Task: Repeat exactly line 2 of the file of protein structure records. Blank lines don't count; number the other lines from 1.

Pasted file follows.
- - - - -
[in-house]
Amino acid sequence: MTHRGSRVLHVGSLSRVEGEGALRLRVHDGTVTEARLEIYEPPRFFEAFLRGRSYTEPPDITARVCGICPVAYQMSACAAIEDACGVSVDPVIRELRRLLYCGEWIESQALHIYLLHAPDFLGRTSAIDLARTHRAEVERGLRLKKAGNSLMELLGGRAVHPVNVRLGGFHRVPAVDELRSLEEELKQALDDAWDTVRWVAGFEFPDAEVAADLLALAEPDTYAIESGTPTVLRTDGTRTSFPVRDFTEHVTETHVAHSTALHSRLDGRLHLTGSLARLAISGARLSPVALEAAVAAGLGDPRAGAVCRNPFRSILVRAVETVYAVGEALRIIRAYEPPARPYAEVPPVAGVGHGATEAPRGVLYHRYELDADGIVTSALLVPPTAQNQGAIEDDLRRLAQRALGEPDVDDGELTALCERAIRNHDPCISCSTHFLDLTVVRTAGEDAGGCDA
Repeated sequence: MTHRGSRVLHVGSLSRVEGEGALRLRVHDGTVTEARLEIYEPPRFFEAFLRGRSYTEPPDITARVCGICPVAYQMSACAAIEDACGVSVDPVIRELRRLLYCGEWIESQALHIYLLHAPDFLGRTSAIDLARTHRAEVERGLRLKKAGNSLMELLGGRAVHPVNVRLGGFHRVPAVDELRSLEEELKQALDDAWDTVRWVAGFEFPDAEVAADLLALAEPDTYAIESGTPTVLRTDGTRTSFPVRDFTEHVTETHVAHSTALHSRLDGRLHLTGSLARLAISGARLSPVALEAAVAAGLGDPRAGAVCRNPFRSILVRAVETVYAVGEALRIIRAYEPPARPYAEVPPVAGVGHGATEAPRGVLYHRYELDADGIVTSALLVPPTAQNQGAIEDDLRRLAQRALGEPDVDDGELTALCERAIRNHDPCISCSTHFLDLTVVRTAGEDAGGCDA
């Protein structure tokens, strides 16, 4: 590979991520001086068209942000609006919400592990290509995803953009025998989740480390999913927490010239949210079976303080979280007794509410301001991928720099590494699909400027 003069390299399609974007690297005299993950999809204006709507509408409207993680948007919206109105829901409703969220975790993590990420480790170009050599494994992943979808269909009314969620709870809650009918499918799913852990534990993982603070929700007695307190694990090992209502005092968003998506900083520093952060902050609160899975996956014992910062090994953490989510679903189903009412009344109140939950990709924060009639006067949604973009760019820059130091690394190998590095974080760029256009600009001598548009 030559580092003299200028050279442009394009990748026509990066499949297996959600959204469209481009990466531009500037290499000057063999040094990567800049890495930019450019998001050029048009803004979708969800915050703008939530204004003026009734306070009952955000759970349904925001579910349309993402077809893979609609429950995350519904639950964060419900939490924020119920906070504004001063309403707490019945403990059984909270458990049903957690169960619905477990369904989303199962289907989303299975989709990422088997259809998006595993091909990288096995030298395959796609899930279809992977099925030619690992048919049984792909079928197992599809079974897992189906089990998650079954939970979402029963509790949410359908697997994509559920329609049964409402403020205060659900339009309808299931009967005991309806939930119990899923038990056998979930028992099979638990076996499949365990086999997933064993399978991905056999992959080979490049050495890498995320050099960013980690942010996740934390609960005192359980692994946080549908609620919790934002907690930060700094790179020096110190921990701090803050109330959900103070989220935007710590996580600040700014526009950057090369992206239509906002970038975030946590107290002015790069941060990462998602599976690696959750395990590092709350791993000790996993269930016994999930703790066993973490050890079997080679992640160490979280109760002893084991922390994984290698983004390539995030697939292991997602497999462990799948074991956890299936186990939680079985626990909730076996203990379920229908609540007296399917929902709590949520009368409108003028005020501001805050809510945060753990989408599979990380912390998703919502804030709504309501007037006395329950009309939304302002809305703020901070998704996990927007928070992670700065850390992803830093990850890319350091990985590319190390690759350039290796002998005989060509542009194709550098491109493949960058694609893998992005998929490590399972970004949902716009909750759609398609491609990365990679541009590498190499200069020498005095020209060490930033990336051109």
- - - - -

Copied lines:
Amino acid sequence: MTHRGSRVLHVGSLSRVEGEGALRLRVHDGTVTEARLEIYEPPRFFEAFLRGRSYTEPPDITARVCGICPVAYQMSACAAIEDACGVSVDPVIRELRRLLYCGEWIESQALHIYLLHAPDFLGRTSAIDLARTHRAEVERGLRLKKAGNSLMELLGGRAVHPVNVRLGGFHRVPAVDELRSLEEELKQALDDAWDTVRWVAGFEFPDAEVAADLLALAEPDTYAIESGTPTVLRTDGTRTSFPVRDFTEHVTETHVAHSTALHSRLDGRLHLTGSLARLAISGARLSPVALEAAVAAGLGDPRAGAVCRNPFRSILVRAVETVYAVGEALRIIRAYEPPARPYAEVPPVAGVGHGATEAPRGVLYHRYELDADGIVTSALLVPPTAQNQGAIEDDLRRLAQRALGEPDVDDGELTALCERAIRNHDPCISCSTHFLDLTVVRTAGEDAGGCDA